Comments others have made after reading this book:
-“I found the book a fun and engaging read. It has a little bit of something for everyone – horror, history, western, sci-fi, action/adventure, humor, political intrigue, and yes, even a little romance. Frank managed the tricky task of not introducing flawed logic into a story that deals with time travel – i.e. what happens to current history if you go back in time and change things. I consumed the entire book during the flight – it was that good!”
Here is an excerpt from this second book in the series:
“Good luck,” Mike said as he took a few steps back away from us. “Give us a few minutes to clear the area and then do what you gotta do,” he said. “Remember everything we’ve talked about while you’re there,” were his last words before he turned and walked away. Sheighan went with him, saying nothing and giving a short wave before he turned away as well.
Looking over at Chuck, I said, “You ready to do this?”
“No,” he answered me honestly. “I’ve got so much adrenaline flowing through me right now that I think I’m actually vibrating,” he chuckled, though I could sense it wasn’t authentic. “But let’s get it over with before we bullshit too long and never do it.”
“Hold on,” I said, meaning it both figuratively and literally. Chuck reached over and grabbed my arm, and we were sitting close enough that he could hold onto me without having to reach far. For a moment I remembered the scuba training he and I had taken together. We were dive-buddies and one rule we always paid attention to was, “never be more than an arm’s reach from your buddy.” I smiled at the memory of the first time that rule paid off and then took a deep breath. As I slowly released the breath, I activated the step-tech device. At first I didn’t think anything was changing around us, but the air felt thicker and the sounds were crisper…. Until they became an elongated squeal carrying every pitch, with no individual sound being distinguishable from another.
As the squeal softened to silence, I realized that the trees were changing around us. The leaves were changing colors, coming and going, and the trees were getting shorter. As the minutes passed for us, years passed faster around us and the landscape changed as we watched. The air stayed thick as if it was an extremely humid summer day, but breathing seemed easier, though I couldn’t figure out why. I was almost startled when the darkness set in and I felt like I was in an isolation chamber. With the exception of Chuck’s hand on my arm and the rock under my butt, I had no sense of existence at all. There was no sound except for my own heartbeat, which I could seem to hear with my entire body, and my breathing, which sounded like wind rushing in my ears. I couldn’t see or hear Chuck beside me, but his hand on my arm was the anchor in this empty space that I held onto. I focused my being on the contact between his hand and my arm and wondered if he could feel my heart beating as well as I could? Was my arm pulsing under his hand? My arm felt like it was inflating and deflating with every beat of my heart and it felt like it was moving more and larger with every beat. Pretty soon, as strong as Chuck was, I knew that his hand wouldn’t be big enough to stay wrapped around my arm and he’d be forced to let go. Then I’d be alone in this void…. No light… no sound…. Just the rock under my butt forever.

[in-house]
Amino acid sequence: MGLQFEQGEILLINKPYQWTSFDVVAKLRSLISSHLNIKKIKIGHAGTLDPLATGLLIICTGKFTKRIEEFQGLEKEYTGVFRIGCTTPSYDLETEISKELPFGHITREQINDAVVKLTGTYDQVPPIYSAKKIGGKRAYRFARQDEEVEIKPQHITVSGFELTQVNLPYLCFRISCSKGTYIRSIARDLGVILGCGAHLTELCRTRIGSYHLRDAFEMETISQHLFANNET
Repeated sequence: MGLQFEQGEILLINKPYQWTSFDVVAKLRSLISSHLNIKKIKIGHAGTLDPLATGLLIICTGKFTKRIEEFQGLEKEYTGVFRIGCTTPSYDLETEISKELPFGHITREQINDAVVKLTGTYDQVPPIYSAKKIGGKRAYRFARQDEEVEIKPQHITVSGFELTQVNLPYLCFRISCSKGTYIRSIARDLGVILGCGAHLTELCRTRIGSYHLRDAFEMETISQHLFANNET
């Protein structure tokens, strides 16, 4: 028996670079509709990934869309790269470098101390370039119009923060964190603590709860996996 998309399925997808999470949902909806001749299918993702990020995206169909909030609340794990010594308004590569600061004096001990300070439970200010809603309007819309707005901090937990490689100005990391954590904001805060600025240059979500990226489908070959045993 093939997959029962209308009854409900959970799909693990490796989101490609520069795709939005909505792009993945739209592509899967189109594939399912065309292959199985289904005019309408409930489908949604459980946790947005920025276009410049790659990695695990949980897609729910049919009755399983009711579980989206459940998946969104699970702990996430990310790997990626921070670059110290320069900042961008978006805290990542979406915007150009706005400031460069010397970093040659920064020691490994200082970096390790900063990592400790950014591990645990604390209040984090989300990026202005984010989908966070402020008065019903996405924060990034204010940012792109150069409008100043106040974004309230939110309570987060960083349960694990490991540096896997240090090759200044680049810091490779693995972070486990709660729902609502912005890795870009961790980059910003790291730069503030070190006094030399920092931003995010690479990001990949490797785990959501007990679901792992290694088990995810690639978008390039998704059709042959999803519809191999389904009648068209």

And then it began to lighten though there were still no sounds. The landscape was light gray at first, devoid of any color or movement. Then the color began to fill in and the movement became more perceptible. When the squeal of sound began I knew that we were getting near the end of our step-travel. Chuck’s hand was still on my arm and my breathing wasn’t quite so loud in my ears anymore. My heart was still hammering in my chest, and, like Chuck, I was sure that my entire body must be vibrating from the amount of adrenaline that was rushing through me.
It took us a moment to realize that we’d completed our trip. We sat for what seemed like several minutes with the birds chirping around us and some frogs croaking in the distance. I could hear the wind in the trees now, though they were different trees than they were when we started. I looked over at Chuck and asked, “Are were there yet, Dad?” He laughed, and I laughed, and we were both thankful for some levity in the moment. I was scared for him to release my arm. What if we were still stepping, but so slow that we could hardly perceive it? If he let go, we’d be out of synch and that would be a bad thing.
After things had returned to normal, we sat, his hand on my arm, for another five or ten minutes before we finally agreed that we had to be time-stable. He let go of my arm and nothing happened. Shrugging off my pack, I put the step-tech device back into it and then I began to climb down off the rock. Chuck handed the packs down to me and then climbed/jumped down himself. Getting back into our packs, we made sure our gunbelts were adjusted properly and began our walk to the nearest town. We knew that it would take us two days of walking, and maybe part of a third day depending on how hard we pushed ourselves. If everything had worked right, we were in eighteen-sixty-four, sometime near the end of the summer, beginning of fall. Any time in September or early October would be fine, but we wouldn’t know when we were for sure until we got to the town.